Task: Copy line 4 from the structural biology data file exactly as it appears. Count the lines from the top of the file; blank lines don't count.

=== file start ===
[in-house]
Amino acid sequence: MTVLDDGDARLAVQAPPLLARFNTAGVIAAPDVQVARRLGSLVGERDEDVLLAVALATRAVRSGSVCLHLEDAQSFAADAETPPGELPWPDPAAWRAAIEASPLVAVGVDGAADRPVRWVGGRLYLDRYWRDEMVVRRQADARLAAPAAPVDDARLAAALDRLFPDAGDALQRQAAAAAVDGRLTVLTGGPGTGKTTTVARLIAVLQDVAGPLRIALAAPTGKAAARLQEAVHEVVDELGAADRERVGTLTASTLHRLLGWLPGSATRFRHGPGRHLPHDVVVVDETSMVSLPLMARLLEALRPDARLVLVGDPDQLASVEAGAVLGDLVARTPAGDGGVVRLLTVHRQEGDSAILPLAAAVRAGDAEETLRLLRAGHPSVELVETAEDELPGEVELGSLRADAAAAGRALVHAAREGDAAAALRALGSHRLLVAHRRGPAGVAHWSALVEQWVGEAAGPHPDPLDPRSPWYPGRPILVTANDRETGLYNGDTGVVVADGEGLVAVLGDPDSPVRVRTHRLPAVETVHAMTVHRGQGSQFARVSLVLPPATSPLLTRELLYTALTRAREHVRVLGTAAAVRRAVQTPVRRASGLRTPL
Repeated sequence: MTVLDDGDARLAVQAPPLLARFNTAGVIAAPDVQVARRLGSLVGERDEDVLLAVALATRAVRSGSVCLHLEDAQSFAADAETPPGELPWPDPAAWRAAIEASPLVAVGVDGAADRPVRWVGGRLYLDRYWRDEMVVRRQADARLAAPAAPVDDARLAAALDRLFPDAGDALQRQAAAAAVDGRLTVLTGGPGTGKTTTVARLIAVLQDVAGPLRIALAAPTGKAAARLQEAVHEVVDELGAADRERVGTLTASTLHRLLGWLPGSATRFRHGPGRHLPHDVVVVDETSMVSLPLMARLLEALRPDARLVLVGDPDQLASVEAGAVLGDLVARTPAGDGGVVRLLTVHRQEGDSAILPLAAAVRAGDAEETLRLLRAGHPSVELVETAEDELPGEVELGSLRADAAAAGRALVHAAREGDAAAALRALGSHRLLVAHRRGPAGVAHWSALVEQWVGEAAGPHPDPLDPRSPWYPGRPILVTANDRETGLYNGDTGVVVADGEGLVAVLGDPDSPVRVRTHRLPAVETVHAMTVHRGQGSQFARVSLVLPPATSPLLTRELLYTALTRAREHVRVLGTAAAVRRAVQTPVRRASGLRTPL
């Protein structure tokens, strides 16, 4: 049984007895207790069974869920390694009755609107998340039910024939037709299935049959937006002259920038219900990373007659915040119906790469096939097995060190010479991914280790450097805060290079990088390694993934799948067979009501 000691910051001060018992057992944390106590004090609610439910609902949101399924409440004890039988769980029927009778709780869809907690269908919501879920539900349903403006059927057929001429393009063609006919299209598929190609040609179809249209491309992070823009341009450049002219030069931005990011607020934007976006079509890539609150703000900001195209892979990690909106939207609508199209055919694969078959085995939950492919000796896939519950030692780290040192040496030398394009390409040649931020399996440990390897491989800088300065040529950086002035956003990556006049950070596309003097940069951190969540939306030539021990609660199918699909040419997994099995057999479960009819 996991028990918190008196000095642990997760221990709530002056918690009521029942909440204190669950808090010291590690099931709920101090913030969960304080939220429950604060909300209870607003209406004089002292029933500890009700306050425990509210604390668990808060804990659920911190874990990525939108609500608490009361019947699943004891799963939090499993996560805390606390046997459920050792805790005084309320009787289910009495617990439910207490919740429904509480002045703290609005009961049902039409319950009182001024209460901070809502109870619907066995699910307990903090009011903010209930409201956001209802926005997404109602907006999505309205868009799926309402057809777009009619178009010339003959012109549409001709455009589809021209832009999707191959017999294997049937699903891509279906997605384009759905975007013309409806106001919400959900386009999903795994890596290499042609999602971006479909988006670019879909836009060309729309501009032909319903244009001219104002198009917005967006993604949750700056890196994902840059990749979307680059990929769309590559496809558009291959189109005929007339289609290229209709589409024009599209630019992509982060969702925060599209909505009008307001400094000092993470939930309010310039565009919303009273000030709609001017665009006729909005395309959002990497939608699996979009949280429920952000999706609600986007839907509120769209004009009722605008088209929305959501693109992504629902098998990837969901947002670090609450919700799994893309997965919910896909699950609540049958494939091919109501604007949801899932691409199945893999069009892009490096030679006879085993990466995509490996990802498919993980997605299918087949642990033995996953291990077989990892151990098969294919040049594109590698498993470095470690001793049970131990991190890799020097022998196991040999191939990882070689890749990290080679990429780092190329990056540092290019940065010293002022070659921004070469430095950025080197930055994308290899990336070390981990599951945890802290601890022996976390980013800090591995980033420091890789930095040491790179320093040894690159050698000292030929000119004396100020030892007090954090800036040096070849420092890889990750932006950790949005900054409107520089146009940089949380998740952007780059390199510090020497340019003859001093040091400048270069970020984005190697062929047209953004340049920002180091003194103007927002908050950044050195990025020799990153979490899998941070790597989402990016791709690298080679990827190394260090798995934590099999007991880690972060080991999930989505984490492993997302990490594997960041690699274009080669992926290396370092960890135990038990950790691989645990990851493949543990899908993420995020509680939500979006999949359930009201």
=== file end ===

């Protein structure tokens, strides 16, 4: 049984007895207790069974869920390694009755609107998340039910024939037709299935049959937006002259920038219900990373007659915040119906790469096939097995060190010479991914280790450097805060290079990088390694993934799948067979009501 000691910051001060018992057992944390106590004090609610439910609902949101399924409440004890039988769980029927009778709780869809907690269908919501879920539900349903403006059927057929001429393009063609006919299209598929190609040609179809249209491309992070823009341009450049002219030069931005990011607020934007976006079509890539609150703000900001195209892979990690909106939207609508199209055919694969078959085995939950492919000796896939519950030692780290040192040496030398394009390409040649931020399996440990390897491989800088300065040529950086002035956003990556006049950070596309003097940069951190969540939306030539021990609660199918699909040419997994099995057999479960009819 996991028990918190008196000095642990997760221990709530002056918690009521029942909440204190669950808090010291590690099931709920101090913030969960304080939220429950604060909300209870607003209406004089002292029933500890009700306050425990509210604390668990808060804990659920911190874990990525939108609500608490009361019947699943004891799963939090499993996560805390606390046997459920050792805790005084309320009787289910009495617990439910207490919740429904509480002045703290609005009961049902039409319950009182001024209460901070809502109870619907066995699910307990903090009011903010209930409201956001209802926005997404109602907006999505309205868009799926309402057809777009009619178009010339003959012109549409001709455009589809021209832009999707191959017999294997049937699903891509279906997605384009759905975007013309409806106001919400959900386009999903795994890596290499042609999602971006479909988006670019879909836009060309729309501009032909319903244009001219104002198009917005967006993604949750700056890196994902840059990749979307680059990929769309590559496809558009291959189109005929007339289609290229209709589409024009599209630019992509982060969702925060599209909505009008307001400094000092993470939930309010310039565009919303009273000030709609001017665009006729909005395309959002990497939608699996979009949280429920952000999706609600986007839907509120769209004009009722605008088209929305959501693109992504629902098998990837969901947002670090609450919700799994893309997965919910896909699950609540049958494939091919109501604007949801899932691409199945893999069009892009490096030679006879085993990466995509490996990802498919993980997605299918087949642990033995996953291990077989990892151990098969294919040049594109590698498993470095470690001793049970131990991190890799020097022998196991040999191939990882070689890749990290080679990429780092190329990056540092290019940065010293002022070659921004070469430095950025080197930055994308290899990336070390981990599951945890802290601890022996976390980013800090591995980033420091890789930095040491790179320093040894690159050698000292030929000119004396100020030892007090954090800036040096070849420092890889990750932006950790949005900054409107520089146009940089949380998740952007780059390199510090020497340019003859001093040091400048270069970020984005190697062929047209953004340049920002180091003194103007927002908050950044050195990025020799990153979490899998941070790597989402990016791709690298080679990827190394260090798995934590099999007991880690972060080991999930989505984490492993997302990490594997960041690699274009080669992926290396370092960890135990038990950790691989645990990851493949543990899908993420995020509680939500979006999949359930009201």